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Ben_Rush
Beginner
69 Views

Question about divergence and branch instructions when coding to Intel Graphics.

I looked and I'm not sure if there is a better forum for this, so I'll ask here. If there is, please let me know and I'll move my question. 

I'm quite new at developing for the GPU in general, and so some topics are still a bit new/confusing for me. One of them is the notion of divergence when it comes to branch instructions: how the SIMD EU can come become "stalled" when different kernel instances take different paths (please check my terminology here too). It's my understanding that, with NVIDIA, there's a notion of a "wavefront" across the the EU, whereby the individual threads are okay if they're each executing the same instruction; if that no longer becomes the case, then some threads are stalled. This means the SIMD lanes aren't maximally used and you can run into situations where performance fails. 

My high-level question is this: when programming for Intel's GPGPU, is this still the case? Or does it become more of an issue of instruction cache being not optimally used? Or both? Or neither? This article seems to indicate this is an "issue" with the Intel GPGPU as well: https://software.intel.com/en-us/node/540425. And I understand it's not really an issue, but just the way GPUs work, possibly. 

I ask because I am trying to put a decision tree (a machine learning technique) on the GPU. Not the training, but the use of the decision tree. I'm using it for computer vision and so each pixel in an image I run down the decision tree. The decision tree is a binary tree, and at each node there's a question asked of the pixel; the answer causes slightly different logic to be executed. Then we branch left or right until we reach an end node. I figured I would gain massive speed increases by putting this on the GPU. I was wrong. I see little speed improvements. The problem, at least as far as I can tell, is that this is precisely a worst-case scenario for the GPU because different threads will be executing slightly different logic based on the particular pixel they're working on. Therefore causing massive stalling as divergence and merging occurs. But, again, the world of CPU and GPU seems to be blurring more and more everyday, and so perhaps I'm wrong and this isn't a good reason why my code may be executing much slower than expected.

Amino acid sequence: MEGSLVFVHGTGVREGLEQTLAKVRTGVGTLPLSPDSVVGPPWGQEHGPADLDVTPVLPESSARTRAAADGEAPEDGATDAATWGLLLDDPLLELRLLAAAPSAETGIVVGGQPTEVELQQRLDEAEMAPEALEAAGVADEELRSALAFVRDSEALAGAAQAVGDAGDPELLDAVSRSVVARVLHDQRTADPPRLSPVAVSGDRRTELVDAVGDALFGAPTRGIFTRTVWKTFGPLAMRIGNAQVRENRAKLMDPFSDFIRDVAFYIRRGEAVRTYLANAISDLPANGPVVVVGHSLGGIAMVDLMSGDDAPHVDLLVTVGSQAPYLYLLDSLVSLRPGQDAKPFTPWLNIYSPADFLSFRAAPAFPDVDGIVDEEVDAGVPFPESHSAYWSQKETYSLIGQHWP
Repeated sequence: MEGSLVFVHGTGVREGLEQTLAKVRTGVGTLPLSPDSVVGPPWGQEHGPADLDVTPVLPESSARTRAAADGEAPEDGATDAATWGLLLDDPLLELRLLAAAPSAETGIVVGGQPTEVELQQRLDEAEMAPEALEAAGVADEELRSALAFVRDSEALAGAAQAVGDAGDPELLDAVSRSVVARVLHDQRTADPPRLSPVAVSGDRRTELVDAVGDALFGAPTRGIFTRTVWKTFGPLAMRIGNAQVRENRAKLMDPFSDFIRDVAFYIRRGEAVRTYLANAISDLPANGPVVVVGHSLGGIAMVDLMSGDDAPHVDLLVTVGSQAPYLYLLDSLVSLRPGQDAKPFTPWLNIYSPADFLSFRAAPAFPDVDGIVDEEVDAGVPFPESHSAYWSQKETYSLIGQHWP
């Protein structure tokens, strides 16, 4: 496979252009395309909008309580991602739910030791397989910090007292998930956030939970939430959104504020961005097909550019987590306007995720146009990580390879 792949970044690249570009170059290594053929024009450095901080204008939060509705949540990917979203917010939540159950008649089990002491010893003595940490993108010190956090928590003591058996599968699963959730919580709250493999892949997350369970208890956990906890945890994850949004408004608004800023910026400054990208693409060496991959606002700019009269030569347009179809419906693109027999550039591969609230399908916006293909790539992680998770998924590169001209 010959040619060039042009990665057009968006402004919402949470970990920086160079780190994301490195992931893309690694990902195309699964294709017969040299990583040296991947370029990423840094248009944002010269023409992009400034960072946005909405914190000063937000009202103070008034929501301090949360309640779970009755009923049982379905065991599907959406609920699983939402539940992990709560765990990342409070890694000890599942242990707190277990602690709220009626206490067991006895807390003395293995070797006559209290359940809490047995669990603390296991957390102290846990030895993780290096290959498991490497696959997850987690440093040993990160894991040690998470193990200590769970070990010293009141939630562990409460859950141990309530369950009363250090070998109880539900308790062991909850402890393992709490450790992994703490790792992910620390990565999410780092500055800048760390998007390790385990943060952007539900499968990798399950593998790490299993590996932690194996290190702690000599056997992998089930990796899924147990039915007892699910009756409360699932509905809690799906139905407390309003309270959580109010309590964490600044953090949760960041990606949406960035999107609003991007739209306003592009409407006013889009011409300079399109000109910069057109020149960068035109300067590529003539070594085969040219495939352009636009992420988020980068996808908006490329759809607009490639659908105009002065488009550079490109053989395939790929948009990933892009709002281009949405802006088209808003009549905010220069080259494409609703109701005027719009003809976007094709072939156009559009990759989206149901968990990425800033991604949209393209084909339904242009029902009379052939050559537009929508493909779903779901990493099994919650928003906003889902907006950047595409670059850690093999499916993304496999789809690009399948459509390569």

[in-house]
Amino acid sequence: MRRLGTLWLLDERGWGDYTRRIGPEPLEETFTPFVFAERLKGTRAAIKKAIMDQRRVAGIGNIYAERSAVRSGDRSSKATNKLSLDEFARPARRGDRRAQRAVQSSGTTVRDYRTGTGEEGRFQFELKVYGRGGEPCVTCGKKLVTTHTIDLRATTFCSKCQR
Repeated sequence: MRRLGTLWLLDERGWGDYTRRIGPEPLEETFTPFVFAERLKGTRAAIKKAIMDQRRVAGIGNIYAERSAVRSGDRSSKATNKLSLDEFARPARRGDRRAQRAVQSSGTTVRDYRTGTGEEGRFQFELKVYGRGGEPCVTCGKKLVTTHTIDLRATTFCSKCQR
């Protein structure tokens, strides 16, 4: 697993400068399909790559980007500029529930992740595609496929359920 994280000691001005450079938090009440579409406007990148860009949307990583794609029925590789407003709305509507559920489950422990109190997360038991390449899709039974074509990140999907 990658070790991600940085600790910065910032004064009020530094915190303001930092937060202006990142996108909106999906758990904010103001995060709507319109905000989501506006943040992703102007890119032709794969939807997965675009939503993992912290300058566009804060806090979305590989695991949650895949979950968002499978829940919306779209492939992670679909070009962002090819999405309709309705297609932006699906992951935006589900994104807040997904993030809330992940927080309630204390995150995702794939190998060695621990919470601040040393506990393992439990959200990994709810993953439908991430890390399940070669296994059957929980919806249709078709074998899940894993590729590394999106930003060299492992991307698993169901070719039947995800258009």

Thoughts? Again, I apologize if this is the wrong forum. 

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3 Replies
Kittur_G_Intel
Employee
69 Views

Hi Ben,
Just letting you know I've passed on your question to my peer who specializes on offload support so you can get a correct response to your questions. Appreciate your patience till then.
Kittur

Ben_Rush
Beginner
69 Views

Thanks Kittur, 

Actually, I have a more detailed question regarding the exact same problem: detailed in the sense that I can give you more to chew on as I've isolated the "issue" to sample code and I have debugging info I can share. I'm sure it's a product of me not understanding some internals. But I think this forum is the best opportunity for me to learn, so I kind of have to ask it here. (Please note: I'd still be interested in your engineers' response regarding branch divergence too as I believe that's also an issue). 

The following code (also, please note and also pass along to anyone who may be looking, I understand vector addition can be done more simply, the reason I'm doing it this way is to coax out of the compiler the quirk I'm seeing): 

#define RUNSLOW

int* AddRandomVectorsNTimesGPU(int numberOfTimes, int arrayLength, int* arrayA, int* arrayB)
{
    int* result = new int[arrayLength];